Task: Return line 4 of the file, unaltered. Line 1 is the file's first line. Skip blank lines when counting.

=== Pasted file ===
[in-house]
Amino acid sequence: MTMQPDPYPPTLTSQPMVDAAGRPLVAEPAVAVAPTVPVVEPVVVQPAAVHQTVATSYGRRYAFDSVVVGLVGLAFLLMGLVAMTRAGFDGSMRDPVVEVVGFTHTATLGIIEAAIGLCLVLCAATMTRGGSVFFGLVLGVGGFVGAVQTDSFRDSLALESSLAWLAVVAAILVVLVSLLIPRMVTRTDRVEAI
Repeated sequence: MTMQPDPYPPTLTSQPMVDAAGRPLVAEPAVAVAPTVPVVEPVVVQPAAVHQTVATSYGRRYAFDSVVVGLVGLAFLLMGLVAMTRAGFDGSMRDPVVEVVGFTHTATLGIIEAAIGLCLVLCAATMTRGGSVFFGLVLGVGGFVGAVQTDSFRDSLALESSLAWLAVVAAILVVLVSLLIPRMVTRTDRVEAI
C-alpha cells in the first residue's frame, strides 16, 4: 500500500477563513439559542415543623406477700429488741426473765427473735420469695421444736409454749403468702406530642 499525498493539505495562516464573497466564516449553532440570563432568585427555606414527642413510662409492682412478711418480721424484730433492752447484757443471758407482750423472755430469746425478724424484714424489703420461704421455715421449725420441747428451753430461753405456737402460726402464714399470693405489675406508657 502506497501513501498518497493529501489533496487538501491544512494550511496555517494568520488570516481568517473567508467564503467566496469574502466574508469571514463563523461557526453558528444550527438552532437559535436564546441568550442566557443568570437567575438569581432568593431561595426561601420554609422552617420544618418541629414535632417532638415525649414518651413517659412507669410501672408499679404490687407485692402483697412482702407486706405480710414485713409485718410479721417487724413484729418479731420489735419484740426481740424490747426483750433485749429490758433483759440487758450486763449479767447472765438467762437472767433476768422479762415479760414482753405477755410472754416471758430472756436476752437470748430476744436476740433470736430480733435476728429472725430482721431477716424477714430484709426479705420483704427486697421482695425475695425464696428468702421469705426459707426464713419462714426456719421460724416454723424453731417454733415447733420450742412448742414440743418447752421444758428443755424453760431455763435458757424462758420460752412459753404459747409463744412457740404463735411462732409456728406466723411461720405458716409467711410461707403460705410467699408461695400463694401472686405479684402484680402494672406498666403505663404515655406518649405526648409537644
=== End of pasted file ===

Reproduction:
C-alpha cells in the first residue's frame, strides 16, 4: 500500500477563513439559542415543623406477700429488741426473765427473735420469695421444736409454749403468702406530642 499525498493539505495562516464573497466564516449553532440570563432568585427555606414527642413510662409492682412478711418480721424484730433492752447484757443471758407482750423472755430469746425478724424484714424489703420461704421455715421449725420441747428451753430461753405456737402460726402464714399470693405489675406508657 502506497501513501498518497493529501489533496487538501491544512494550511496555517494568520488570516481568517473567508467564503467566496469574502466574508469571514463563523461557526453558528444550527438552532437559535436564546441568550442566557443568570437567575438569581432568593431561595426561601420554609422552617420544618418541629414535632417532638415525649414518651413517659412507669410501672408499679404490687407485692402483697412482702407486706405480710414485713409485718410479721417487724413484729418479731420489735419484740426481740424490747426483750433485749429490758433483759440487758450486763449479767447472765438467762437472767433476768422479762415479760414482753405477755410472754416471758430472756436476752437470748430476744436476740433470736430480733435476728429472725430482721431477716424477714430484709426479705420483704427486697421482695425475695425464696428468702421469705426459707426464713419462714426456719421460724416454723424453731417454733415447733420450742412448742414440743418447752421444758428443755424453760431455763435458757424462758420460752412459753404459747409463744412457740404463735411462732409456728406466723411461720405458716409467711410461707403460705410467699408461695400463694401472686405479684402484680402494672406498666403505663404515655406518649405526648409537644